Sheff added that over the past several years, industry invested in the extended repair rules and was actively in compliance.
“Abandoning the regulatory regime now means that many businesses, including many small businesses, will forfeit that investment,” he said. “These businesses will now have to spend time, energy, and money retraining their workforces on the new rules, utilizing resources that could have gone elsewhere.”
Butsch agrees that reversing these provisions could potentially add costs for the industry in a variety of ways by:
- Forcing contractors and training providers to create new training materials and/or re-train contractors and maintenance technicians;
- Re-working computer systems and recreating compliance documentation;
- Potentially nullifying compliance investments for small and large businesses alike; and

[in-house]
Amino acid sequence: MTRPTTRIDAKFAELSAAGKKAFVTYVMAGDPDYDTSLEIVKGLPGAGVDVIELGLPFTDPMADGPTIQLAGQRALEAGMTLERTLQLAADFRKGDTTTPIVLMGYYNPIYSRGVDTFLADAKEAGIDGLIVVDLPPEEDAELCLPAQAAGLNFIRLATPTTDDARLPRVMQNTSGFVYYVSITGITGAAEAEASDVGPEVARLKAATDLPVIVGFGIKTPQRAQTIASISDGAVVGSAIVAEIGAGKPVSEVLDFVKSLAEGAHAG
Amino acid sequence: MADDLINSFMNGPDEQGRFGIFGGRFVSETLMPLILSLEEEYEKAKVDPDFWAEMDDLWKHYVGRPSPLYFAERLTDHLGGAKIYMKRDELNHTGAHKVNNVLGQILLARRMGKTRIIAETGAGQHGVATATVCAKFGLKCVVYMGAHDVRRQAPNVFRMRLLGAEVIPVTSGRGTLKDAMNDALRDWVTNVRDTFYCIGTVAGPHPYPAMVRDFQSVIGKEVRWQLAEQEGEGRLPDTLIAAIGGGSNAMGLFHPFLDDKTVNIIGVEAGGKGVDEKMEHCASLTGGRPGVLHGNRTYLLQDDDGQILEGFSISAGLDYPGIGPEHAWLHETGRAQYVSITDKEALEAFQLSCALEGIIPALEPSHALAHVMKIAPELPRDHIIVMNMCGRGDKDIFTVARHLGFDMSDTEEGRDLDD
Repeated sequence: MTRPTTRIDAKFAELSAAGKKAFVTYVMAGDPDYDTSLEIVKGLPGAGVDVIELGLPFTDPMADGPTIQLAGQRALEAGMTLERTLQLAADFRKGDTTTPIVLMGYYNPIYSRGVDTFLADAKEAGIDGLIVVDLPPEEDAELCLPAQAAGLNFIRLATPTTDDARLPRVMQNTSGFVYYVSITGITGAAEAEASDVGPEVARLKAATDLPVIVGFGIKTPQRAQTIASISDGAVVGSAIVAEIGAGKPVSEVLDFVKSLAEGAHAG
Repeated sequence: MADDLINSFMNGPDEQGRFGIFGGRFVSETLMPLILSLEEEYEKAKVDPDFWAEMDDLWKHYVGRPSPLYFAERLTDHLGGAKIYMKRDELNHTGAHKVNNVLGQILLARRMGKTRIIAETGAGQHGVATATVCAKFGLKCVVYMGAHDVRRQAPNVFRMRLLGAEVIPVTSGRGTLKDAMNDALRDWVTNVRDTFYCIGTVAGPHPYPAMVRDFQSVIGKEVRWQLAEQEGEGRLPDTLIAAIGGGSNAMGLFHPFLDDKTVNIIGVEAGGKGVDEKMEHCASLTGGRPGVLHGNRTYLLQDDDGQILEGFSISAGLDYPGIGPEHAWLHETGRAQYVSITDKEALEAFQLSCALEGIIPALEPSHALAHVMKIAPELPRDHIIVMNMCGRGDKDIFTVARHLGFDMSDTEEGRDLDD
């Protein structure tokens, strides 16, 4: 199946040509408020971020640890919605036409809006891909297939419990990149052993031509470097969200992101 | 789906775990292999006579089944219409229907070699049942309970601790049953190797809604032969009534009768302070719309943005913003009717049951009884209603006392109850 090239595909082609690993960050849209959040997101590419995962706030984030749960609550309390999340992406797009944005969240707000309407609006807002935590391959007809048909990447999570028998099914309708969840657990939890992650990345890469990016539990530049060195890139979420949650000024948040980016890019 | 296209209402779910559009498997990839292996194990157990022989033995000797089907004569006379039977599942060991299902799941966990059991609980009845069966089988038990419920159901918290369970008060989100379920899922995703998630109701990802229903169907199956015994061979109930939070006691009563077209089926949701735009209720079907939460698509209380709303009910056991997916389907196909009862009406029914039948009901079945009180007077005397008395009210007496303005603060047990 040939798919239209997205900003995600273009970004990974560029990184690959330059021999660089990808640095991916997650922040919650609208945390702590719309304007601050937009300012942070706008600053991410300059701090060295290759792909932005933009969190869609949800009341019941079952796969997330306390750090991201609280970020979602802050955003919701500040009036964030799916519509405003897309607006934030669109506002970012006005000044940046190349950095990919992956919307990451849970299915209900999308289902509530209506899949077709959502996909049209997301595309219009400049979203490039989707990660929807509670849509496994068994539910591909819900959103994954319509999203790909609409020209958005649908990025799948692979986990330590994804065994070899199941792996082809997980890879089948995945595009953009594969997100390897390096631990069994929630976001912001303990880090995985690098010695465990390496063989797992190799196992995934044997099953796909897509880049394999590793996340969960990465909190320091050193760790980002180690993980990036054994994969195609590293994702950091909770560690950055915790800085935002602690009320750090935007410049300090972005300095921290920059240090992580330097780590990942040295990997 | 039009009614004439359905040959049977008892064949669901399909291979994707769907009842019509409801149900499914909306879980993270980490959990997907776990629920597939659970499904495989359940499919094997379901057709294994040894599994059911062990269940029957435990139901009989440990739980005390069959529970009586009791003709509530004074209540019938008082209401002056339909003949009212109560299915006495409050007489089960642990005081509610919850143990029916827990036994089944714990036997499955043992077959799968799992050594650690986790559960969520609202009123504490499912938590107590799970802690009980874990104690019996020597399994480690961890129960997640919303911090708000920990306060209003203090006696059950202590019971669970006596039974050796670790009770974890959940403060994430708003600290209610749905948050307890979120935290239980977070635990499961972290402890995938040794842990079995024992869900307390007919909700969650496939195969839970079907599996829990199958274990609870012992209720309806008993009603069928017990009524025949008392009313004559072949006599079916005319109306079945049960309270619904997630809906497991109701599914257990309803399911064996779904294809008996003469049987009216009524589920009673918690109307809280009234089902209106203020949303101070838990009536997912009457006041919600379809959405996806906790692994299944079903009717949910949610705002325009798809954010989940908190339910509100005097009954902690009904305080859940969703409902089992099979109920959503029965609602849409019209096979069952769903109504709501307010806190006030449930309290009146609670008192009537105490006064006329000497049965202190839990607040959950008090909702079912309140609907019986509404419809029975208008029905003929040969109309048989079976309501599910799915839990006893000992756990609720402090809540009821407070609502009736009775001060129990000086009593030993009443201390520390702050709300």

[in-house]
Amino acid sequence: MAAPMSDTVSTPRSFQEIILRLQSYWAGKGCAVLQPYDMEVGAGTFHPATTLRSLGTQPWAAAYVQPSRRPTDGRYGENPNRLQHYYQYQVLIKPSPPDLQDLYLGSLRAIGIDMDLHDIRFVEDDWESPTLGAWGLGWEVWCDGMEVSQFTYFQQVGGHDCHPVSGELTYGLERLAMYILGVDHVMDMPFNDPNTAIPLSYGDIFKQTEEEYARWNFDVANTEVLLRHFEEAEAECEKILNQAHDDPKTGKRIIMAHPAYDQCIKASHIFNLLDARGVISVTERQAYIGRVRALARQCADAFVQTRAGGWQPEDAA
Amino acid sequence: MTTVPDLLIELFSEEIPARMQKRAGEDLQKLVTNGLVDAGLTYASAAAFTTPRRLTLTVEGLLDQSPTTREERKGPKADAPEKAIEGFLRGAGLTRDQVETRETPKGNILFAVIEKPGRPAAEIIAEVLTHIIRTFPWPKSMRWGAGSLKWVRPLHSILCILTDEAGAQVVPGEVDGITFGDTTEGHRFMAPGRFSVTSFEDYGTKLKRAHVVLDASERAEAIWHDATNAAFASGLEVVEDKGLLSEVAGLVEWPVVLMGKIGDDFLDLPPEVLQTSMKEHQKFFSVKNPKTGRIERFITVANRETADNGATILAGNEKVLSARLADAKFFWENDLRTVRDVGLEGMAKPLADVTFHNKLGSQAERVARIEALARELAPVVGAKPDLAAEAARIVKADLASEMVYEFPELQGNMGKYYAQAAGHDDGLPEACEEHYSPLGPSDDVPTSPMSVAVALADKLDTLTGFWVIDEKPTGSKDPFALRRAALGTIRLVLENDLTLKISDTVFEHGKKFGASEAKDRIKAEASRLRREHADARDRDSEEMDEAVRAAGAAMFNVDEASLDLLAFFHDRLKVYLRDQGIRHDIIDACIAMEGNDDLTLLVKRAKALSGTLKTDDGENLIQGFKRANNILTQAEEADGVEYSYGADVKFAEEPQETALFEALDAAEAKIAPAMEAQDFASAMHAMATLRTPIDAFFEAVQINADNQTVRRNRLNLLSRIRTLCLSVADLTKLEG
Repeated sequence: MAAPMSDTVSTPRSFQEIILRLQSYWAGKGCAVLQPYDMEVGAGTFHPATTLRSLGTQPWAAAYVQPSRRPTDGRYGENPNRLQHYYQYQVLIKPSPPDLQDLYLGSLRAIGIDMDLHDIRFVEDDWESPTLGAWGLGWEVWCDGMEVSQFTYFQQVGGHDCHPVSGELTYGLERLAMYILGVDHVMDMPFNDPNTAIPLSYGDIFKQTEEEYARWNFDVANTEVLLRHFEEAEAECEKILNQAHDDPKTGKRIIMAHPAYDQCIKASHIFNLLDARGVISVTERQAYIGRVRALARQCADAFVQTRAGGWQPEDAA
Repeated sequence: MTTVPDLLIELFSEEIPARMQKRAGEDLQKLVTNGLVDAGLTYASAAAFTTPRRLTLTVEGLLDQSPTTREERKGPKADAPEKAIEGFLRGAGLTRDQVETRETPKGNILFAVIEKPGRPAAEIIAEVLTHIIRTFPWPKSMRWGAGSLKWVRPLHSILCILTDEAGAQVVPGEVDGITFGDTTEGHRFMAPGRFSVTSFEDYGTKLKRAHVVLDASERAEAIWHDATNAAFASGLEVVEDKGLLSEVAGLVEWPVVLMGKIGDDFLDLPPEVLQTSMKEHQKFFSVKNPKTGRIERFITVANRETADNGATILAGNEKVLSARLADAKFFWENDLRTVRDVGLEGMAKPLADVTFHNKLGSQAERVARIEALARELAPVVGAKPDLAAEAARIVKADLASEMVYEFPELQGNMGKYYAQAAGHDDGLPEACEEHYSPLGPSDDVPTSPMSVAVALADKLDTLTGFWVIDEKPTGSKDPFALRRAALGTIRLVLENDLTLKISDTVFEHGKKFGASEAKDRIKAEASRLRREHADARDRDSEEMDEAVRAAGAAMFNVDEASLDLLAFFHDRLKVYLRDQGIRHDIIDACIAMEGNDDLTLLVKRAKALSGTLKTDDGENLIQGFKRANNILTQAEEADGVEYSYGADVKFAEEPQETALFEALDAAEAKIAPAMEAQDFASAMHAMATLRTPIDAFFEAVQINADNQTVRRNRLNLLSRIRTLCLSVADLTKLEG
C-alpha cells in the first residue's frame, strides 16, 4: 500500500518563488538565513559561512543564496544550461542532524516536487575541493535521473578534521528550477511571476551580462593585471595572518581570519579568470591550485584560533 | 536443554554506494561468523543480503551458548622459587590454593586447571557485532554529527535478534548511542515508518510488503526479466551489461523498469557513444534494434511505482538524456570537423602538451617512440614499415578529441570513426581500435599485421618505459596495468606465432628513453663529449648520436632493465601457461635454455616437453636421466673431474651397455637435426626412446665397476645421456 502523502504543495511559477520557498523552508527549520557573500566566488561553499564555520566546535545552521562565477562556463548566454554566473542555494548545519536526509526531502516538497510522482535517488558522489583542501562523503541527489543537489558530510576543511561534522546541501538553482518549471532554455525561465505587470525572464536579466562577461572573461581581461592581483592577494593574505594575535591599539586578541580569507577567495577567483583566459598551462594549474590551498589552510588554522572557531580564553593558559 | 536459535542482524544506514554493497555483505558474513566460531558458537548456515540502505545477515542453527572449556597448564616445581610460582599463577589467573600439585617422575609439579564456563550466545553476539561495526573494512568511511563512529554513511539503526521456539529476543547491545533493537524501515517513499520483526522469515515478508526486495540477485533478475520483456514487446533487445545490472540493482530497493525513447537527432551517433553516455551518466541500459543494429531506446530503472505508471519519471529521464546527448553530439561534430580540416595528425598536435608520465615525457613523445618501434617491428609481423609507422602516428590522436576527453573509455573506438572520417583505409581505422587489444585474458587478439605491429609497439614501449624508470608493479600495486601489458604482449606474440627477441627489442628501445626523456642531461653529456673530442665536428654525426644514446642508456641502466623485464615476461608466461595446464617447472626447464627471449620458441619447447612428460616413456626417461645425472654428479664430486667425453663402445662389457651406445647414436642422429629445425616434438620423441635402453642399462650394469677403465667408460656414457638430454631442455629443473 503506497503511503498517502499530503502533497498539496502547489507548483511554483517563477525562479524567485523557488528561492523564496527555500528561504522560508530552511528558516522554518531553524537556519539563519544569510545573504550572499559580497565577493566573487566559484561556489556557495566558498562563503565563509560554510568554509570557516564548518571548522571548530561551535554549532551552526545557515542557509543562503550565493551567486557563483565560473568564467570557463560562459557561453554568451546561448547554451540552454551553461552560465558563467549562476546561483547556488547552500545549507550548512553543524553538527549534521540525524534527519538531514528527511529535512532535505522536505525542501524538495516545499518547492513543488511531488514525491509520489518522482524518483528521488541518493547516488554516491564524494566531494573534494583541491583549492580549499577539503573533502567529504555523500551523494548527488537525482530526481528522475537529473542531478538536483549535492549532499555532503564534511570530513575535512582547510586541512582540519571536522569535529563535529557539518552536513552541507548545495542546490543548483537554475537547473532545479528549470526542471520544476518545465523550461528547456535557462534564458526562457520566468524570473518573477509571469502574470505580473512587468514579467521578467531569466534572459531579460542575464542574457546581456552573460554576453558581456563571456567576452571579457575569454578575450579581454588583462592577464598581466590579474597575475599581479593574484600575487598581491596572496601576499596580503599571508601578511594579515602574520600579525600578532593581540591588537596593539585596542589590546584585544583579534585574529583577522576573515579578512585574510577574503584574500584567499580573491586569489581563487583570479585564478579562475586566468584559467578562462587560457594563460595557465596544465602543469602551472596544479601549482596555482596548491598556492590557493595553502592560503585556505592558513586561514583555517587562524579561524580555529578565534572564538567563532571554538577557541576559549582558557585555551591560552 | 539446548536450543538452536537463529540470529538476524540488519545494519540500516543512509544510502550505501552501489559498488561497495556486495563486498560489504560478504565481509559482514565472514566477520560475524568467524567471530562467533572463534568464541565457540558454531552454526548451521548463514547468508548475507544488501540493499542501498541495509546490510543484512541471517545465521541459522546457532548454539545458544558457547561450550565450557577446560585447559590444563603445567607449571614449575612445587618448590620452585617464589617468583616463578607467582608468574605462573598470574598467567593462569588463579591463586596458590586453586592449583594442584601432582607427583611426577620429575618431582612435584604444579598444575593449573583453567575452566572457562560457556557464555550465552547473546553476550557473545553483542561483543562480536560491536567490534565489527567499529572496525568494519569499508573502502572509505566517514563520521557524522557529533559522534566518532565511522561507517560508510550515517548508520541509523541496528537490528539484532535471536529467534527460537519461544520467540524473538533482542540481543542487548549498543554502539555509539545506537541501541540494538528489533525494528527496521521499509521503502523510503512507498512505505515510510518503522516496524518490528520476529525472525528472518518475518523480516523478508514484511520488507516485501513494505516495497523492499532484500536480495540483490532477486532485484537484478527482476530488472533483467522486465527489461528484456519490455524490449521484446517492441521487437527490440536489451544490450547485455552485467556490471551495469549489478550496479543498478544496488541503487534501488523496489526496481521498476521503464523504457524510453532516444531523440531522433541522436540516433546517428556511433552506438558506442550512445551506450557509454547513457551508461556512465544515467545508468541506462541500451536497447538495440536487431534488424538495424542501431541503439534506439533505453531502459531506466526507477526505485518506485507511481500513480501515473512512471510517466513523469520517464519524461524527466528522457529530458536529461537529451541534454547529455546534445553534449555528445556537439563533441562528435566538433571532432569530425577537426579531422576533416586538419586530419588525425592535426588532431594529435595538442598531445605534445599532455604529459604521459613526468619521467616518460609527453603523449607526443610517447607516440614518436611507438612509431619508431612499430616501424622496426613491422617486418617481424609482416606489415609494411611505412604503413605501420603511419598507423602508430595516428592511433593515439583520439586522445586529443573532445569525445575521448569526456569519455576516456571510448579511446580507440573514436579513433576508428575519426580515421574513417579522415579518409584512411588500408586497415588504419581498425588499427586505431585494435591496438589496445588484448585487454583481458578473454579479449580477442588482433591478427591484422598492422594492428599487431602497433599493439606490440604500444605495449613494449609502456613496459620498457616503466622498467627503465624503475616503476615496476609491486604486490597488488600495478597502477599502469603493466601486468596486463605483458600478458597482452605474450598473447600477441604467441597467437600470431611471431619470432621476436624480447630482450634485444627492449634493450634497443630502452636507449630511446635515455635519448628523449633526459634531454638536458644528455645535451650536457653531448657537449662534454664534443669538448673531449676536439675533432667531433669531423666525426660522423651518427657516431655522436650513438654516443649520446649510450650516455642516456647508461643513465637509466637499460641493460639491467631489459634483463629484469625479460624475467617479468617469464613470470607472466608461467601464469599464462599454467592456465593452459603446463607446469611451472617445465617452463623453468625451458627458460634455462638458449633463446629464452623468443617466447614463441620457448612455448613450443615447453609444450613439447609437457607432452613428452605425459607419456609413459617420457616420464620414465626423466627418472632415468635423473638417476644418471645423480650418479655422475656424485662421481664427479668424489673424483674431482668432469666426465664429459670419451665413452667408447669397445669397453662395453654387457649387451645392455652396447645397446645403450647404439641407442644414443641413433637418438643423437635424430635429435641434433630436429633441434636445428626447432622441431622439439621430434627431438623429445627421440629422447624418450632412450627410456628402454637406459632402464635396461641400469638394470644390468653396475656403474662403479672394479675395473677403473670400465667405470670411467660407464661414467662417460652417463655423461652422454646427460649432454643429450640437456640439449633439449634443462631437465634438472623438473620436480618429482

- Introducing opportunity costs for rebuilding compliance mechanisms instead of working on revenue-creating or cost-saving opportunities.
Then there are the damages that can occur to the environment, as well as the equipment.
“Obviously, removing leak repair provisions of HFC refrigerants introduces the risk of increased emissions and GWP,” said Butsch. “In refrigeration equipment above a 50-pound charge, it’s important to remember that properly charged equipment is 5 to 20 percent more efficient than improperly charged equipment — accelerating failure rates, degrading system performance, and decreasing energy efficiencies.”
Washam is optimistic that most ACCA members will abide by the previous regulation and continue to repair leaking systems. And perhaps the rule will be revisited in the future as part of the American Innovation and Manufacturing (AIM) Act, which is currently working its way through Congress.
“The AIM Act would give EPA the authority to regulate those substitute refrigerants, such as HFCs,” he said. “We want to see the bill passed, because we want the EPA to be able to regulate HFCs and strengthen some of these provisions. Not only for HFCs but for the next generation of refrigerants, which will be the mildly flammable A2Ls. Our goal is to protect contractors.”